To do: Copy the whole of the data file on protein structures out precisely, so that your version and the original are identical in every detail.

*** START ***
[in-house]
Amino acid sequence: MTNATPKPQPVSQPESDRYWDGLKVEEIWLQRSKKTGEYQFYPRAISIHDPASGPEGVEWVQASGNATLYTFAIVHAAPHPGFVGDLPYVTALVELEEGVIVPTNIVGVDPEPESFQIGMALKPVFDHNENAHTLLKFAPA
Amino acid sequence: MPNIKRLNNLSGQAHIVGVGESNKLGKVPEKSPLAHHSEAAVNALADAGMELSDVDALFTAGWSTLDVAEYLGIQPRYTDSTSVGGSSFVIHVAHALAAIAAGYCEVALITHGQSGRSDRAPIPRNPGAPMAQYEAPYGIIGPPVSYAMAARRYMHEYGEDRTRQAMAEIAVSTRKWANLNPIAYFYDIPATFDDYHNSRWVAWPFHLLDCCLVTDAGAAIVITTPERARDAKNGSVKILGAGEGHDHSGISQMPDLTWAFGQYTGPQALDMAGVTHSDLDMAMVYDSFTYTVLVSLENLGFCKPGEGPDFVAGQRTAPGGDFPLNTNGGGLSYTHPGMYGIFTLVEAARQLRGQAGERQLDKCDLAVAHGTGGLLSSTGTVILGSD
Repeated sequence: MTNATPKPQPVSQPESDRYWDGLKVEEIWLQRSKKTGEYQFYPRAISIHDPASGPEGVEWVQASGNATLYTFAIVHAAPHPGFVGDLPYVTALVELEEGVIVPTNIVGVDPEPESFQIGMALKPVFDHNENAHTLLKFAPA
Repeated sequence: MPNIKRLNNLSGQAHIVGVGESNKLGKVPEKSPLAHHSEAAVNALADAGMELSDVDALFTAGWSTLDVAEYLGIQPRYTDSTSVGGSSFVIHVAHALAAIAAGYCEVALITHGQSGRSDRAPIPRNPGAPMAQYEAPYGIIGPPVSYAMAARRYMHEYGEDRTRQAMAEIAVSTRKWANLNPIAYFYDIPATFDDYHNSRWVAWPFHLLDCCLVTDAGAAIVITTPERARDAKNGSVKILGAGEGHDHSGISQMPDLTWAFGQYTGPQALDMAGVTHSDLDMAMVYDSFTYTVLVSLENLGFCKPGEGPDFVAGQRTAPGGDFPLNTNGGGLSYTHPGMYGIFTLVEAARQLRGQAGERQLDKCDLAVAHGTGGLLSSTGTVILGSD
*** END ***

[in-house]
Amino acid sequence: MTNATPKPQPVSQPESDRYWDGLKVEEIWLQRSKKTGEYQFYPRAISIHDPASGPEGVEWVQASGNATLYTFAIVHAAPHPGFVGDLPYVTALVELEEGVIVPTNIVGVDPEPESFQIGMALKPVFDHNENAHTLLKFAPA
Amino acid sequence: MPNIKRLNNLSGQAHIVGVGESNKLGKVPEKSPLAHHSEAAVNALADAGMELSDVDALFTAGWSTLDVAEYLGIQPRYTDSTSVGGSSFVIHVAHALAAIAAGYCEVALITHGQSGRSDRAPIPRNPGAPMAQYEAPYGIIGPPVSYAMAARRYMHEYGEDRTRQAMAEIAVSTRKWANLNPIAYFYDIPATFDDYHNSRWVAWPFHLLDCCLVTDAGAAIVITTPERARDAKNGSVKILGAGEGHDHSGISQMPDLTWAFGQYTGPQALDMAGVTHSDLDMAMVYDSFTYTVLVSLENLGFCKPGEGPDFVAGQRTAPGGDFPLNTNGGGLSYTHPGMYGIFTLVEAARQLRGQAGERQLDKCDLAVAHGTGGLLSSTGTVILGSD
Repeated sequence: MTNATPKPQPVSQPESDRYWDGLKVEEIWLQRSKKTGEYQFYPRAISIHDPASGPEGVEWVQASGNATLYTFAIVHAAPHPGFVGDLPYVTALVELEEGVIVPTNIVGVDPEPESFQIGMALKPVFDHNENAHTLLKFAPA
Repeated sequence: MPNIKRLNNLSGQAHIVGVGESNKLGKVPEKSPLAHHSEAAVNALADAGMELSDVDALFTAGWSTLDVAEYLGIQPRYTDSTSVGGSSFVIHVAHALAAIAAGYCEVALITHGQSGRSDRAPIPRNPGAPMAQYEAPYGIIGPPVSYAMAARRYMHEYGEDRTRQAMAEIAVSTRKWANLNPIAYFYDIPATFDDYHNSRWVAWPFHLLDCCLVTDAGAAIVITTPERARDAKNGSVKILGAGEGHDHSGISQMPDLTWAFGQYTGPQALDMAGVTHSDLDMAMVYDSFTYTVLVSLENLGFCKPGEGPDFVAGQRTAPGGDFPLNTNGGGLSYTHPGMYGIFTLVEAARQLRGQAGERQLDKCDLAVAHGTGGLLSSTGTVILGSD